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‘Miracle’ Baby That Docs Recommended Be Aborted and Survived Mom’s Chemo Treatment Dies in Freak Accident at the Kitchen Table

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“There really were no words.”

Kesley Ficks died in a freak accident earlier this year. (Photo via GoFundMe)

A 22-month old that survived cancer treatment while still in her mother's womb, has tragically died in an accident just two months from her second birthday.

The Cincinnati Enquirer reported that Shana Ficks was diagnosed with Stage 2 breast cancer when she was four months pregnant in 2011. Although doctors recommended she terminate the pregnancy, Finks, a Catholic, wouldn't.

kesley ficks Kesley Ficks died in a freak accident earlier this year. (Photo via GoFundMe)

“I wanted the baby so bad. It was just a miracle she came to us,” the 39-year-old mother told the Cincinnati Enquirer. “No, she was not going anywhere.”

It was even more amazing that even after enduring three rounds of chemotherapy with her mother, Kelsey Ficks, born Oct. 17, 2011, was healthy.

Two months after Kelsey was born, Ficks had a double mastectomy and radiation treatment. She later developed a nearly fatal staph infection, but survived.

Fast forward to 2013. Although things might have been looking up -- Ficks breast cancer didn't return -- in August, the mother of two developed cancer in her uterus. She had a hysterectomy.

On August 21, Ficks was home caring for her children. At one point that day, she was setting up the girls to paint at the dining room table, both of them sitting on booster seats fitted on the wood chairs, according to the Cincinnati Enquirer.

“(Kelsey) didn’t want to be in a high chair,” David Ficks, the girl's father, told the newspaper. “She wanted to be in a regular chair like her sister.”

Shana Ficks left her girls for "not even half a minute" to dry off their dog, which had gotten into the kiddie pool her eldest daughter had been playing in earlier.

When the mother came back inside, the toddler was out of her seat, crying and walking through the kitchen toward her. Blood was pouring from her head.

While she was on the phone with 911, Ficks gathered that Kelsey must have fallen backward in her chair, hitting a curio cabinet's glass door behind her.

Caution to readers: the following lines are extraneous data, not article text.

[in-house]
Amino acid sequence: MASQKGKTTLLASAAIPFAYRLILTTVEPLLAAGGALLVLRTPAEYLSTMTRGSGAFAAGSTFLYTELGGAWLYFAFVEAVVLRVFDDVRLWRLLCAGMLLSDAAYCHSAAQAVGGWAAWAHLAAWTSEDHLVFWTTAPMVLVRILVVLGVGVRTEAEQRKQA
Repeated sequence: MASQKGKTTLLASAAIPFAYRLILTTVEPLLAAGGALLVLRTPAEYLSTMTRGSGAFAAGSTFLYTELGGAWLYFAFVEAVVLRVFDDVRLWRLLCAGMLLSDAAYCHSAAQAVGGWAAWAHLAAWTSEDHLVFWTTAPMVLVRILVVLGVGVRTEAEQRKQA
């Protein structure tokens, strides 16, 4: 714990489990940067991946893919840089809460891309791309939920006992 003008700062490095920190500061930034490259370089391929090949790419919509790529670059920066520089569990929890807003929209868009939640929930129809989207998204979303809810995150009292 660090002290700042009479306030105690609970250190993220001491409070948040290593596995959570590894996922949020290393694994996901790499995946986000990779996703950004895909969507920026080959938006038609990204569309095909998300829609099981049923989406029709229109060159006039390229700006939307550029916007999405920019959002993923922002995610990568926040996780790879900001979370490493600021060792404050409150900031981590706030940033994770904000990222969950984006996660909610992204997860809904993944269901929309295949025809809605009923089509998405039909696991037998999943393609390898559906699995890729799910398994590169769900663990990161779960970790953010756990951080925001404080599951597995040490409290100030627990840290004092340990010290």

“My baby - I was outside real quick turning off the hose - apparently she fell back and hit the glass. She is bleeding out!” Ficks screamed to the operator, according to the newspaper.

At this point, Kelsey wasn't breathing. The operator talked the mother through how to try and resuscitate the toddler. Medics arrived and 45 minutes later, Kelsey was resuscitated.

“They had tears in their eyes,” Ficks said of the medics working on her daughter. “They were crying, trying to help her.”

The baby was flown in a helicopter to Cincinnati Children’s Medical Center, but 30 minutes after she was admitted, Kelsey was pronounced dead.

According to the Enquirer, investigators questioned the Ficks' older daughter about to what happened. Kelsey pushed her feet on the table and fell in the chair into the cabinet. David Ficks said if she had fallen just inches one direction or the other, she would have only had a bump on the head.

Here's an account from one of the first responders (emphasis added):

“Nobody should have to go through a tragedy like this,” said Anderson Township Fire Battalion Chief Fred Buop, who was working that day and responded to the home. “I’ve been doing this 30 years and this was one of the most tragic scenes I’ve been on. The one thing that struck us was how incredibly child-proof and clean that house was. They had baby gates, the cabinets had child proof locks. Even in their family room, there were no sharp corners. Everything was protected.

“They had done everything right,” he continued. “So that really struck us that you know, wow, look at this house and then for this child to fall back into the one thing in that house that could actually hurt her. It was just such a freak accident.”

The squad was in the middle of scrubbing when Buop received word from the Hamilton County Sheriff’s Office that Kelsey didn’t make it.

“I told them and they kind of stopped for a second and then went right back to cleaning,” Buop said. “There really were no words.”

No charges will be filed.

A donation fund was set up for the family, raising more than $14,000 to date. They told the newspaper though that they didn't need anything.

“If anyone wants to donate, tell them to give to the Ronald McDonald House,” the father said. “At least those kids have a chance.”

As for the curio cabinet, it is being donated to a local church that will use the wood to make crosses.

Read the full account of the tragedy and how the family is moving on in the Cincinnati Enquirer's full article.

(H/T: Daily Mail)

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